I have a song journal that includes a variety of songwriting and music stuff - specifically singing & accompanying myself on guitar/piano/ukulele type of stuff. I have chords and lyrics for my original songs plus a few non-originals, chords for songs that I can cover, resources on writing original music, and other spreads like these. This is especially great for if you are doing some sort of performance, since all of the information you need is together in one place.


You can collect quotes that you enjoy all in one journal - whether it be motivational quotes to help you get through hard times, your favorite song lyrics, quotes from literature that you read, funny and random things that your friends say, etc.


This might be a risky thing to have, but keeping a notebook full of your passwords might be beneficial for you if your memory is not the greatest - or if you're one of those weird people that actually uses a distinct password for every single website. However, I would warn against having something super obvious like "PASSWORDS" on the cover or the first page. Obviously, just be careful with this notebook, and make sure to keep it in a more discreet location in your home.

Budgeting and Finances

If you calculate your monthly income along with all of your expenses throughout the month, you can create a budget in a notebook. This can be especially helpful if do various money-related things throughout various different accounts, so you can keep track of all of your finances combined together in one place. Plus, if you use fun colors and make it look cute, it'll encourage you to be more financially responsible and conscious about your money.


Keeping your recipes in a journal is not only a good idea to prevent yourself from forgetting them, it could also serve as a nice gift to your children/grandchildren/godchildren/other relatives. I suggest keeping a color code where one color is for breakfast foods, one is for lunch, etc. and using a marker of that color to mark the edge of the page. For ultra organization, you can even reserve a certain spot on the edge of the page for each individual color. Check out this video by Boho Berry to see what I'm trying to say.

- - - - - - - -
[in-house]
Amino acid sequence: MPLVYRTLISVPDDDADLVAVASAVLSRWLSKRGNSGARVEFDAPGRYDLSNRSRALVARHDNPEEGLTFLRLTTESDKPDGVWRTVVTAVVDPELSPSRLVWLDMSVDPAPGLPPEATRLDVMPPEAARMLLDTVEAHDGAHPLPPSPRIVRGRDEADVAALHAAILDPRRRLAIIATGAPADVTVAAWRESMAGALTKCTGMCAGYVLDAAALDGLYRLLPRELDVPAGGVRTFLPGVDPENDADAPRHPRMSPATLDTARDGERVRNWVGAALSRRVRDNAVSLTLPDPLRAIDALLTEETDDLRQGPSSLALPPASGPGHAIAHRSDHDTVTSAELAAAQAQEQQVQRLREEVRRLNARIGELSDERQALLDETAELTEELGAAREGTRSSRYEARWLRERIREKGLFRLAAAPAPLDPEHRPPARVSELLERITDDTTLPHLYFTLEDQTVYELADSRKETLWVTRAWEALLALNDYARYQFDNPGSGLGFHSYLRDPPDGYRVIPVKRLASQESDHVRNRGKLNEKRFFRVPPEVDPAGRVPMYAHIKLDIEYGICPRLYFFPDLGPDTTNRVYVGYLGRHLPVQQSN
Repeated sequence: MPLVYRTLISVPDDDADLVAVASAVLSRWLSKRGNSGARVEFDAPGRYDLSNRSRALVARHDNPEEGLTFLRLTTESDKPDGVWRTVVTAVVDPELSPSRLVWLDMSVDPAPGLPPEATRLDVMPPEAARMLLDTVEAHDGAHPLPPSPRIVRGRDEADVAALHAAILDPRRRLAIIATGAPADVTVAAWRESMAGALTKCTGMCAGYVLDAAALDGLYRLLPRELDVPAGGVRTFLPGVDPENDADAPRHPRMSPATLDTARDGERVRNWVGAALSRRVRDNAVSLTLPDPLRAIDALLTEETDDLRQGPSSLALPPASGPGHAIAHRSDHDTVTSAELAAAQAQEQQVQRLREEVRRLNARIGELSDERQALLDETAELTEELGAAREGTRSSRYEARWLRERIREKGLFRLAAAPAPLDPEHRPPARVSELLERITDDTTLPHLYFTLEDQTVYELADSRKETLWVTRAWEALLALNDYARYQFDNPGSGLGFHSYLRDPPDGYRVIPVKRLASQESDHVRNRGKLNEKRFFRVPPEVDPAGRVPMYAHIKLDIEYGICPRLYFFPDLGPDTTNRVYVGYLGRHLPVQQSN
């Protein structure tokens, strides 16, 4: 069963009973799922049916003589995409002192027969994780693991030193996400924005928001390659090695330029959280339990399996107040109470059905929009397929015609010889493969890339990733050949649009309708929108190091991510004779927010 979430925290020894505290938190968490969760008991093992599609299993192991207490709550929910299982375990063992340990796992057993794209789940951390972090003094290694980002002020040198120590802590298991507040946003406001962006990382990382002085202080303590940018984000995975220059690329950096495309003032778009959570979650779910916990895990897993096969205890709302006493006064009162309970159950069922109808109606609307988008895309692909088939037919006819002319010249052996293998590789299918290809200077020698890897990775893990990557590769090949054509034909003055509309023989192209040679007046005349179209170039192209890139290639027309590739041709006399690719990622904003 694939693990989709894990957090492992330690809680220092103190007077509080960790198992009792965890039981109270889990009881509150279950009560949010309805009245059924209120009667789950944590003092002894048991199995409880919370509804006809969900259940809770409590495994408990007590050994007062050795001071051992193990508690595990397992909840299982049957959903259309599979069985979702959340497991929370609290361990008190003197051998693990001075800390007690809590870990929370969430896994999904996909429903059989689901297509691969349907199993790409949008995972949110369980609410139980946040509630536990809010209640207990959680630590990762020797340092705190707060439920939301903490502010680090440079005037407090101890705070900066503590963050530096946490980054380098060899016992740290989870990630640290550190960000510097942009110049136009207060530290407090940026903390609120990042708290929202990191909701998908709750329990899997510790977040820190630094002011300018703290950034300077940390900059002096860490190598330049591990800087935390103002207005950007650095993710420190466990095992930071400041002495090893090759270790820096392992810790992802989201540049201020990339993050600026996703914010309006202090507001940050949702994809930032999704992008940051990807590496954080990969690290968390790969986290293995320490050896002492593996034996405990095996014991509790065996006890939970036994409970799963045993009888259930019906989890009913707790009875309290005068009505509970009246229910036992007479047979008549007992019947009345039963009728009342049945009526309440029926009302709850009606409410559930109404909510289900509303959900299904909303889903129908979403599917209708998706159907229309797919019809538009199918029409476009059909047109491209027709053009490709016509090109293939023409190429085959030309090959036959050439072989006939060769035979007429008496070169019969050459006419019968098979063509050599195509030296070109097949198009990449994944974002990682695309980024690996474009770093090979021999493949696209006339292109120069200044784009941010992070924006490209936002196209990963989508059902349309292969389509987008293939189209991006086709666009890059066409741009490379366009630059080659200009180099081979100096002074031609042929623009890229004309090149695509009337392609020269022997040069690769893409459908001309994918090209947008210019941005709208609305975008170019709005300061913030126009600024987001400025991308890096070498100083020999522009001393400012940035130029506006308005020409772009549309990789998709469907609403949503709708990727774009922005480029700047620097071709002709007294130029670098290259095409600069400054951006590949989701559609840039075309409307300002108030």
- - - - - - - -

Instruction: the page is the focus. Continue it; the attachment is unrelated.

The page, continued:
(School) Notes

Lastly, you can use empty notebooks and journals for notes - whether they're for school, personal learning, work meetings, or whatever.  I suggest creating a table of contents on the first couple of pages (I usually use two pages, i.e. one sheet, front and back) and number the notebook or journal's pages to make it easier to find all of your individual notes quickly.

So, those were some ideas on ways to use empty notebooks! I hope that I've helped you in some way to actually use all of those really pretty journals that you have.
~Mae-Mae Han

Of course, this isn't a completely exhaustive list; I've definitely missed some ideas that could be useful for some people. Make sure to leave the ones you know of in a comment down below!


  1. You have listed a lot of great ideas for all the notebooks I have sitting around the house!

  2. Love this post! Thanks so much for compiling this awesome list :-) Loving your blog too, btw!